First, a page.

There is language which describes an experience.

Have you ever been to Florence? There are fountains and sculptures everywhere you look, stone castles and vineyards occupying the surrounding countryside, ornate churches, murals painted on unsuspecting walls….

Then there is language which foretells an experience and invites you to it.

You’ve never been to Florence? Would my previous description entice you to visit? (pandemics aside). I loved the artistry of Italian doors, even just into a pharmacy. The coffee is awesome. You should definitely go.

And again, there is language which makes sense of experiences; affirming and consolidating them.

Welcome back from your trip. Did you see the fountains? Oh, yes, and they were wonderful!

Johnson’s book uses the language of early Quakers and the Christian mystics to:

  • describe his authentic experience of the life and patterns of prayer over time (Florence)
  • describe the predictable motions of the prayer of silence over time, and invites us to experience it (You should go – it’s awesome)
  • affirm and make sense of the experiences we have had, and point to next steps (…yeah, I saw that too)

If you feel offended by Christian language this book will be a challenge to you. Johnson makes no claim to the rightness of Christianity, and points to the universality of faith which lies beyond any system attempting to describe the process and guide people through. But Christianity is his language – also the language of early Friends – and he uses it unreservedly.

Surrendering into Silence is in alignment with other descriptions of the life of prayer. For example, Johnson’s description of the prayer cycle fits well with Rex Ambler’s process of Light Meditation which advises us to 1) Mind the Light, 2) Open to what it has to show you, 3) Wait for guidance, and 4) Submit to that guidance. Even more succinctly, the gospel of Thomas (logion 2) quotes Jesus as saying. “Those who seek should not stop seeking until they find; when they find they will be disturbed; when they are disturbed, they will marvel and will reign over all”

This book is a deceptively brief 55 pages. The structure is not readily apparent but eventually it becomes clear that he lays out the prayer cycle bit by bit; each bit being separated from the next by some “reflections” – carefully selected short quotes to let the concept just given connect with our own experience.

These reflections are to be read and re-read and savoured over time. This is not a book to be read from cover to cover.

Johnson describes the prayer cycle as a process of moving from an external busyness to an inward stillness, and identifies practices to become “…awakened to the possibilities of the spiritual life.” Initially, we experience rest and refreshment through a sense of effort… which gives way to a sense of being found rather than doing the searching ourselves. We begin to yield to the Light.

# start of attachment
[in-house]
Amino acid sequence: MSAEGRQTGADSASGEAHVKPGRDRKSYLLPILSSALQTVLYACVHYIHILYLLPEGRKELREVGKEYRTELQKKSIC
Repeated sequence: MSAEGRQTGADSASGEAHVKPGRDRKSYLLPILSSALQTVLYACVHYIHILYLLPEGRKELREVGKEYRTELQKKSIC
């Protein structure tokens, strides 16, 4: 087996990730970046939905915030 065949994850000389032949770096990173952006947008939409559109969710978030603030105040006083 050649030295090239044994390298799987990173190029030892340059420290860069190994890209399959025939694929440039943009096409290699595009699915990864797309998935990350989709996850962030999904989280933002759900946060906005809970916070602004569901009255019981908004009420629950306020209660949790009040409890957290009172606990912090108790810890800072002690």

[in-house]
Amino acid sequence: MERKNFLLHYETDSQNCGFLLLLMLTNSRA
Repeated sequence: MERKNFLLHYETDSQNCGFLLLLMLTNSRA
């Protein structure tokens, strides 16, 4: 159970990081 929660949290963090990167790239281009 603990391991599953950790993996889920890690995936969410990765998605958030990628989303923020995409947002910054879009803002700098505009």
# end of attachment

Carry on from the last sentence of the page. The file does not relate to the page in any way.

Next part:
Next we are met with “eruptions from the subconscious”. We have sought, and found, and now it’s time to be disturbed. The disturbance and darkness we find can continue unabated for some time; Johnson says, “suffering is a real and essential part of the spiritual journey” and he observes that prolonged periods of darkness are normal. Monastics call this process “stripping”; being stripped of the unhelpful to prepare us for a more fruitful life. Extended darkness can be regarded, therefore, as making good progress; discomfort begets change. This is a place where psychology and spiritual practice overlap. The author’s advice is to step back and observe and wait to see what the Light is showing you. (Sounds a lot like Rex Ambler)

The cycle of prayer (daily practice, consolation and rest, disturbance, darkness, and transformation) is repeated over and over again, each iteration moving us further in the journey. Johnson encourages us to persevere. As we persist in the process of being transformed, we are prepared to be an instrument for a secret responsiveness, not necessarily of action, which Fox described as walking in the Light. In the author’s words. “As we become more aware, more attentive and more accepting, God can do more with us. We become co-workers with God.”

It is one thing to be passionate about what is good and to respond to the flawed world through practicing our values. It is another thing to be prepared by Spirit to be a Light-powered instrument of God moving in, and responding to, the world around us.

Johnson invites us to be there, and shows us a path for how to get there. If you want the quickie cheat sheet, the full cycle is well summarised and illustrated on pages 44 and 45.

You do need to work a bit to understand Johnson’s language of experience, invitation, affirmation and guidance, but it’s worth the effort.

Surrendering into Silence: Quaker Prayer Cycles, by David Johnson, Inner Light Books 2020.

Sheila Keane, New South Wales Regional Meeting

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